"The US military takes precautions to minimise civilian loss of life during its operations - but obviously not enough," said John Sifton, Afghanistan researcher for Human Rights Watch on Saturday.
"There is now a pattern of mistakes, apparently as a result of faulty intelligence, that has led to too many civilian deaths and no clear changes in the way the United States plans and carries out military operations."
The American raids, which the US military said were aimed at "known terrorists", took place on 5 December and 6 December in Ghazni and Paktia provinces.
In the first, in a rural village near Gardez, six children and two adults died under a collapsed wall after a US air and ground attack on a compound used by a militant to store weapons.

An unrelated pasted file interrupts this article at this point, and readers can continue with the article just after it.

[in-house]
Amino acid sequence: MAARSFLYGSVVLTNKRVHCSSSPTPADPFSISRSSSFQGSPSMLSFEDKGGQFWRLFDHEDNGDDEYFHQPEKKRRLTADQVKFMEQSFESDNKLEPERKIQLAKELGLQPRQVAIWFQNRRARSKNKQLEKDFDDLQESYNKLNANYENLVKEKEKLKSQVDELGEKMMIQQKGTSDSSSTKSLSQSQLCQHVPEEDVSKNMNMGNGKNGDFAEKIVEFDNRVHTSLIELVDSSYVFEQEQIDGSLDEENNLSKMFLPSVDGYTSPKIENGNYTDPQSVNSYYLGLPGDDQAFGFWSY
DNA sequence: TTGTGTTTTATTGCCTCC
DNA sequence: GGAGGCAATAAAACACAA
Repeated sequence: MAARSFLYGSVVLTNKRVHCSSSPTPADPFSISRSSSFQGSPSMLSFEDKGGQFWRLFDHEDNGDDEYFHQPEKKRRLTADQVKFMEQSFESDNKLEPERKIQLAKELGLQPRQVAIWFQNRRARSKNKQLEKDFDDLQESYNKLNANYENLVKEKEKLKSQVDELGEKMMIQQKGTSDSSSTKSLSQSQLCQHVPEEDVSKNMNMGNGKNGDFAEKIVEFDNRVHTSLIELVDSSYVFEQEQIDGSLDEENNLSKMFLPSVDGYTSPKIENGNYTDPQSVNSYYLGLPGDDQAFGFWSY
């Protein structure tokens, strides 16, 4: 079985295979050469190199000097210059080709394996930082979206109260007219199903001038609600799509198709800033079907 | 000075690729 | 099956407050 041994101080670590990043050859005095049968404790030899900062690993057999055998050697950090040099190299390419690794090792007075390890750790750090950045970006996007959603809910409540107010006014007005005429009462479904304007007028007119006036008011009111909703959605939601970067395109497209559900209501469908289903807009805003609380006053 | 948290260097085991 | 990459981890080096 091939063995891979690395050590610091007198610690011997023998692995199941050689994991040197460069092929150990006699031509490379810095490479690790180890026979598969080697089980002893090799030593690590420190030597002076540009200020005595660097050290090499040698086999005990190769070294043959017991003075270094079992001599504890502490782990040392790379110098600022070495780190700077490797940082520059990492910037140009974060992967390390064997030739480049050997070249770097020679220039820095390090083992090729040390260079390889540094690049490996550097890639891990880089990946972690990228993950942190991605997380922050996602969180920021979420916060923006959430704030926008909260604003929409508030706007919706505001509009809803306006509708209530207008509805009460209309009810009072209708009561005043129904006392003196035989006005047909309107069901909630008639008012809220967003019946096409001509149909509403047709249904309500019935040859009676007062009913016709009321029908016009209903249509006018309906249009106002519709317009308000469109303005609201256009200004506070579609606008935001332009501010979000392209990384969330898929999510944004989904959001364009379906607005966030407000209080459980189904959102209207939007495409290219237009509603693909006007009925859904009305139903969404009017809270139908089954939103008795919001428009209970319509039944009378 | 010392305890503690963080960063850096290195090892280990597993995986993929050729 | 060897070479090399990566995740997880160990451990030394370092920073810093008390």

The second, in a village in Ghazni province, A-10 "tankbuster" planes killed nine children, aged between nine and 12, and a young man. Both attacks failed to kill their intended targets.
Sifton said it was unclear why it had been necessary to use the A-10s' high-speed machineguns with exploding shells to attack a single person in a single house.
"The United States should reconsider the use of such weaponry in areas where there is clearly a considerable risk of civilian casualties," he said.
"The laws of war require that an attacking force take all feasible precautions to avoid civilian casualties. Even a cursory enquiry would have alerted US forces to the civilian presence in the area."